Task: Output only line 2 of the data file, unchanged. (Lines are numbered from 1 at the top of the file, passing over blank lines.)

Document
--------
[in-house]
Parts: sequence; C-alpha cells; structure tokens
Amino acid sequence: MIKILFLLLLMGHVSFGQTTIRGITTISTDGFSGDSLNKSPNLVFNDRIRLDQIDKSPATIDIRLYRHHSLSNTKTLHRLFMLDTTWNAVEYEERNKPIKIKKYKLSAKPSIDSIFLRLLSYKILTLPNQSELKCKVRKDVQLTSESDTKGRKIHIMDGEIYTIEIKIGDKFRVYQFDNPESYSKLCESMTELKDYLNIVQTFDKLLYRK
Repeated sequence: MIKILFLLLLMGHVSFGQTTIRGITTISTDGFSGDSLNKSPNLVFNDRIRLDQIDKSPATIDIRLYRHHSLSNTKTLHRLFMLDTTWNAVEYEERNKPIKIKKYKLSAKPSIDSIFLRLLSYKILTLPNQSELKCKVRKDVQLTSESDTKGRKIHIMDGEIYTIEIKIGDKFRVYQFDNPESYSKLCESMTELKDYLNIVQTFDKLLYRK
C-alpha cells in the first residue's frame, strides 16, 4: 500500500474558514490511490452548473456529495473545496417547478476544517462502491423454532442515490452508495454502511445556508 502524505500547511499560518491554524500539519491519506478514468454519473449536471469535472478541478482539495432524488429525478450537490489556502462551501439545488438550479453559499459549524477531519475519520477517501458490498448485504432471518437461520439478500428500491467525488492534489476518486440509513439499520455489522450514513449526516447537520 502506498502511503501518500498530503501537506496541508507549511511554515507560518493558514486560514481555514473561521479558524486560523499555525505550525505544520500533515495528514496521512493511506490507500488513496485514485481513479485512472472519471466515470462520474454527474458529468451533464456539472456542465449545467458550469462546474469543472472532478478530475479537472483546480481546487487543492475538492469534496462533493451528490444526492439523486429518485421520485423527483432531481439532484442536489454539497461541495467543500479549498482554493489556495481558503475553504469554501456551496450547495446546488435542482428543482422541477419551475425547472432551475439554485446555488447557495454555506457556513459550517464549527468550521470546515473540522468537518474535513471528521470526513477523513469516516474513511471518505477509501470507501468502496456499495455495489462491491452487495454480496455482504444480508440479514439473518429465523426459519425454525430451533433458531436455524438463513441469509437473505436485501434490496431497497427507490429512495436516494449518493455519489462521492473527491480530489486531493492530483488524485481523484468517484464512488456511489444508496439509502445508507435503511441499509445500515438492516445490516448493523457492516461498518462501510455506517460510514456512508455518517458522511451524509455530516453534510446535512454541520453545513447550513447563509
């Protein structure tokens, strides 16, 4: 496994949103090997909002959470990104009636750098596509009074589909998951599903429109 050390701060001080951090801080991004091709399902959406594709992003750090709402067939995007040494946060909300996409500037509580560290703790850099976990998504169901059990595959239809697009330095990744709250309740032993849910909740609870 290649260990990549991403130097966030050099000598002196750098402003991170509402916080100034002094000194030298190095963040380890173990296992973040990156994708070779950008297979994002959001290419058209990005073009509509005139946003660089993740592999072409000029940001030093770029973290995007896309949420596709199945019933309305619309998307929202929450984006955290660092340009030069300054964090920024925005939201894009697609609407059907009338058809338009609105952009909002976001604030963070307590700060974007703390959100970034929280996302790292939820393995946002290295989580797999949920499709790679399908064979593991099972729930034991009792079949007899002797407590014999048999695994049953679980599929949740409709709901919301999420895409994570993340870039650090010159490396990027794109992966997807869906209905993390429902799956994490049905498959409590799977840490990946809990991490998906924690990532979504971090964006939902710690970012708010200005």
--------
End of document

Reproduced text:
Parts: sequence; C-alpha cells; structure tokens